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PostPosted: Wed Oct 31, 2007 9:57 pm 
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Russell wrote:
Just playing devils advocate here


Oooookkkkk, satan-boy.

There are certain norms in society and its subcultures. Cycling has its own way of doing things and I would contend that bringing a bicycle into a shop is one of them. No, I didn't obtain permission, but I didn't ask the owner if I could enter his shop. "But that's the point of a shop!" you say. Ok, fine.

How dare I be so audacious to bring my fanny pack (YES, a FANNY pack) into the shop, didn't ask, did I? What about shoes. Did he have a sign that says "Shoes be cool?" Nope, he didn't. House keys? Nope. Watch? No siree. Bandaid on my elbow? ditto. There are none of those things of mine that I asked if it was ok to bring onto their private property. So either you're accepting that there are certain accepted norms or you'd be going into every shop naked unless you ask first and even then, you'd probably better be safe and ask first if you can enter. But don't knock or ring a bell to get them to answer the door, they didn't give permission for you to touch it (and I've never seen a doorbell that said, "Hey, you can ring this without asking." However you first have to deal with crossing that parking lot, which is indeed private property.

So, in the cycling world, the norm and accepted ways are to be able to bring it into the shop. Hundreds of shops I've been in and only one had a problem with my bike being inside and I suspect the experience of others on this forum is similar. Sounds like an accepted practice in the cycling subculture.

So given that we're all into respecting private property, what gives him the right to touch my property? If he wanted me to leave, he should have told me to do so (not ask, ask I could then tell him to get stuffed).

So there you go Beelzebub. If they had a Angel emoticon...I'd use it.

Pen-Goo-Wee-Nee

P.S. post-edit but WTF, just noticed the word n-a-k-e-d gets a star. You Brits really need to stop using underwear that is too sizes too small. :D *'ing out 'naked' UnF***ing believable.


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PostPosted: Wed Oct 31, 2007 10:14 pm 
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Russell wrote:


And how much respect are you showing for their property by wheeling your bike in without asking if its ok first?

Just playing devils advocate here :twisted:


Does any rational person really think it disrespectful to bring a bike into a shop? I once had a heated debate with a supermarket security guard about bringing my bike into the store. He claimed the bike was a risk to others but when I pointed out that it was, in fact, a fraction of the weight of a loaded shopping trolley, significantly smaller in proportion and therefore far easier to control thus representing very little risk in comparison, he threatened to have me arrested. I had gone to pick up a prescription that was pre-prepared.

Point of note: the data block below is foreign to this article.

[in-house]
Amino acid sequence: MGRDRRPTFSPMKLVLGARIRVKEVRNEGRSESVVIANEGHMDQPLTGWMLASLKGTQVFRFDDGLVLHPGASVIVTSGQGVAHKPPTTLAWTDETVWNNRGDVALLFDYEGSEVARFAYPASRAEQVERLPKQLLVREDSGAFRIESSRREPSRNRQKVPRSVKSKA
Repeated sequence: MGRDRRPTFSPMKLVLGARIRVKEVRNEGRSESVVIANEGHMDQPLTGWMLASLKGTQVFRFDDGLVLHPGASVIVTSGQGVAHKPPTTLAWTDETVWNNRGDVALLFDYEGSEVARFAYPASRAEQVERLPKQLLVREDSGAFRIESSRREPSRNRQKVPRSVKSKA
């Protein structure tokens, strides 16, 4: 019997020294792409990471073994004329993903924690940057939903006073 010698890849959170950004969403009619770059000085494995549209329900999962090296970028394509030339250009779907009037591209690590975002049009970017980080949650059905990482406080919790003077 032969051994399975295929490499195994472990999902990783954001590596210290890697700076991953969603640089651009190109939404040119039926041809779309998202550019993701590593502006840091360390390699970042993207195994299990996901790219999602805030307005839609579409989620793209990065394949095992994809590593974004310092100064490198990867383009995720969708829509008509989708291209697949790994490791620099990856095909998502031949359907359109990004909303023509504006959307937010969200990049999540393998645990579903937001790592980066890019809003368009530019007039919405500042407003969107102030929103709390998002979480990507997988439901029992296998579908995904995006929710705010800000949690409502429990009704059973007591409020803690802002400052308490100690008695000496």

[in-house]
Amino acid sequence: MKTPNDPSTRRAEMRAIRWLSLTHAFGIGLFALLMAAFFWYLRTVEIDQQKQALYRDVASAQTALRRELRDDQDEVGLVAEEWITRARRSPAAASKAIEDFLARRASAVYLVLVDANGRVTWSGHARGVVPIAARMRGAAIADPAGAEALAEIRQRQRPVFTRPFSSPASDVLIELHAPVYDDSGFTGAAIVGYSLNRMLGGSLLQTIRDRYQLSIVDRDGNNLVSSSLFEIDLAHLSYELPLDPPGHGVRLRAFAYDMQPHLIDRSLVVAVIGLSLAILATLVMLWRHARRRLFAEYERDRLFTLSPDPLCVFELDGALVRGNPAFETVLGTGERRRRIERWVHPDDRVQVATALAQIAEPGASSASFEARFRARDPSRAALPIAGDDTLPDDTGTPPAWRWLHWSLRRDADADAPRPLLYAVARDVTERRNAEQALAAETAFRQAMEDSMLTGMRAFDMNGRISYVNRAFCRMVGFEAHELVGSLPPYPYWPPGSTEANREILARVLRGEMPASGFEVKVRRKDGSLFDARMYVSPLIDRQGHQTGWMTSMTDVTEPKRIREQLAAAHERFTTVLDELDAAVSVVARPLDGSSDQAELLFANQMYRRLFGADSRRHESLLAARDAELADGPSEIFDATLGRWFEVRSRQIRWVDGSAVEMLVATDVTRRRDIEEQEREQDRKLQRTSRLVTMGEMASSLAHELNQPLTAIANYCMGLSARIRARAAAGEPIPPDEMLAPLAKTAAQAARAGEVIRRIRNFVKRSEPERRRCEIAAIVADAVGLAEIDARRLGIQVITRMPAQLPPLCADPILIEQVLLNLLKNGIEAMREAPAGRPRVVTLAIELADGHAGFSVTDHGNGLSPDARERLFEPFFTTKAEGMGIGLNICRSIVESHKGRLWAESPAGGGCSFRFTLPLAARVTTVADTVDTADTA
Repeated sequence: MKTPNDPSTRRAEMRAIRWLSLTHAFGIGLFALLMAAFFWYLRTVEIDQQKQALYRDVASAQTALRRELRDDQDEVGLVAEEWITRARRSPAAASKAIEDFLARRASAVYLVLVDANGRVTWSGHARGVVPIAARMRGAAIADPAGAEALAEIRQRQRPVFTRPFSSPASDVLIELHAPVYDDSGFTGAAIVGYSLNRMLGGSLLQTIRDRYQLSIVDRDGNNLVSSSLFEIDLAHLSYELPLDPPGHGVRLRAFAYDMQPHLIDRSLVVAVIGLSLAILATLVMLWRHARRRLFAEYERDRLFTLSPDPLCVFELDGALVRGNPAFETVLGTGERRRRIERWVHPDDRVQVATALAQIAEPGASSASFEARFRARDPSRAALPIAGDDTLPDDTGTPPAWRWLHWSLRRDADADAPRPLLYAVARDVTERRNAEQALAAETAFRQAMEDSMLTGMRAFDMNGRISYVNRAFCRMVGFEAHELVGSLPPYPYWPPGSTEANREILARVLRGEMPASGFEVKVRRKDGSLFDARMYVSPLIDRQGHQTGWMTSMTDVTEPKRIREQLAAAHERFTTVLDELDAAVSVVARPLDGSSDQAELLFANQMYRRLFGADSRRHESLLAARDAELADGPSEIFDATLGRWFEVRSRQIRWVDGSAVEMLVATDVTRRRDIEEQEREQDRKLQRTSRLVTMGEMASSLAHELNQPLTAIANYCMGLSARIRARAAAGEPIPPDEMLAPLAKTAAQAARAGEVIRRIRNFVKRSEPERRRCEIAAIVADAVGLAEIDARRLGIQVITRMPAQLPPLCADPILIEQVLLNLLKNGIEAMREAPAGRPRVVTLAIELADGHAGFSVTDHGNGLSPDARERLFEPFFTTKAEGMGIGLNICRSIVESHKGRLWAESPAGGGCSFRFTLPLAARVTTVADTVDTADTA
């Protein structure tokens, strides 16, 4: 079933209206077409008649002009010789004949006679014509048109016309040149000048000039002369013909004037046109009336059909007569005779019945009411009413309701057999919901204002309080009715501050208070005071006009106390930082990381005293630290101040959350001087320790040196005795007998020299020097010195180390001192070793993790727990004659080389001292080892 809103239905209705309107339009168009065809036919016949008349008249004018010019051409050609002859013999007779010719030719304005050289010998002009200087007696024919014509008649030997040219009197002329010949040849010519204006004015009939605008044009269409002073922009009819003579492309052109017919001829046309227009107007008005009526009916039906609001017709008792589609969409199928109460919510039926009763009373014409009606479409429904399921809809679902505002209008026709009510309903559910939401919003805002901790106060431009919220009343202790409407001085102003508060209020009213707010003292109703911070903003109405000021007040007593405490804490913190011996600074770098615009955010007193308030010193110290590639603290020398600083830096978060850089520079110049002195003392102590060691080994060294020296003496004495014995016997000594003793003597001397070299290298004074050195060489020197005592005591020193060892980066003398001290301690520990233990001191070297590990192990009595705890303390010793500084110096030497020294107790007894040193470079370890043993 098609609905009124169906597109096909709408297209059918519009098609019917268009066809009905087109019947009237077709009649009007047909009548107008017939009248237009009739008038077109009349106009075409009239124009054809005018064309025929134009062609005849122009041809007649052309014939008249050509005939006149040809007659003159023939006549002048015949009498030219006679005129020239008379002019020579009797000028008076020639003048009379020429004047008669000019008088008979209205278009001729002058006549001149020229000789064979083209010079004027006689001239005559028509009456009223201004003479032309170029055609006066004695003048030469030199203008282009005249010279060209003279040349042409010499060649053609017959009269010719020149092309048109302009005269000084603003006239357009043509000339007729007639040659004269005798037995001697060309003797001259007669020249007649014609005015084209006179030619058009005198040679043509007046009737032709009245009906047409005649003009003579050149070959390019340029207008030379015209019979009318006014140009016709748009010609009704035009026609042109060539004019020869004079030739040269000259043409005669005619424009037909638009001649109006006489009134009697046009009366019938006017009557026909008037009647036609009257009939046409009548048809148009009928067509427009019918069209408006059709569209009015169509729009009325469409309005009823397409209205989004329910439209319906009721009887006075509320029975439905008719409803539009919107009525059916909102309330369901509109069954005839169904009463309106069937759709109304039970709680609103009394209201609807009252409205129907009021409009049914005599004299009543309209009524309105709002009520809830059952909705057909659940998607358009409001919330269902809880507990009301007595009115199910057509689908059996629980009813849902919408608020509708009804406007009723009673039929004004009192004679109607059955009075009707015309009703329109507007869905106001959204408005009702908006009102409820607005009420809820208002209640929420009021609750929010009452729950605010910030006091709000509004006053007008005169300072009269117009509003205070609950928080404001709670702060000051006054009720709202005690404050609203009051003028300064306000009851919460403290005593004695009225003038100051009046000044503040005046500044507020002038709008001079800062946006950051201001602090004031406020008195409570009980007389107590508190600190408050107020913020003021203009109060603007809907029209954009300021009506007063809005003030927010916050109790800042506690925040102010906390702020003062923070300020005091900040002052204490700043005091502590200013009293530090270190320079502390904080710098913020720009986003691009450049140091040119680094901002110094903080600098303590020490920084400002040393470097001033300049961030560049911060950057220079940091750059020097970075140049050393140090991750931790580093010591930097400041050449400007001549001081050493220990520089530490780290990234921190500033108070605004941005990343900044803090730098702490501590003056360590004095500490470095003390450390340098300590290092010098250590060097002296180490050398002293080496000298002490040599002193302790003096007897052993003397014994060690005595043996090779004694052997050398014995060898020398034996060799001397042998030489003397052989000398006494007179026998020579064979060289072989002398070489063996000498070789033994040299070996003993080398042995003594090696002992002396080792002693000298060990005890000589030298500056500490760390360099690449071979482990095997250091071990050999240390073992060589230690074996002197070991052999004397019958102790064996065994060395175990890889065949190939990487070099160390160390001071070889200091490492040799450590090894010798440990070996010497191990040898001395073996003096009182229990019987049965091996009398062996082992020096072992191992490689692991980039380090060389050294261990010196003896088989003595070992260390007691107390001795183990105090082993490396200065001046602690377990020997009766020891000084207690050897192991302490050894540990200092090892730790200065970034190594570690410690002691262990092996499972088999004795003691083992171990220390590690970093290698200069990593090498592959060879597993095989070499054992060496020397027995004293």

Play devil's advocate if you will, but I do not think it remotely disrespectful to take my bike into certain shops. I find it extremely disrespectful to act in the manner displayed by the shop owner/worker that removed Pinguwin's bike and mindless drones who either refuse to or simply cannot see sense or reason.


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PostPosted: Wed Oct 31, 2007 10:14 pm 
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Location: Tredavoe, Cornwall
When i lived in Manchester i would put my bike over my shoulder and go in all the shops.

Used to get some funny looks waiting in line for half a pound of cheese or whatever.But at least my bike didnt get nicked.

the funny thing was i cant remember anybody saying anything to me!

They may have thought i had a gun, like most Mancs!!

Al.


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PostPosted: Wed Oct 31, 2007 10:15 pm 
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Location: No brakes? Way to commit soldier.
Why so riled? My post wasn't linked to or in answer to anything that you personally had written. I wasn't saying that the guy who moved your bike was right or wrong, neither was I questioning cyclings 'sub-culture', heaven forbid that I should write something that contradicts cycling tradition.

I was amused by the juxtaposition that somebody whos bike is moved considers the store owner disrespectful, and that the store owner probably considered the owner of the bike disrespectful in leaving it there in the first place.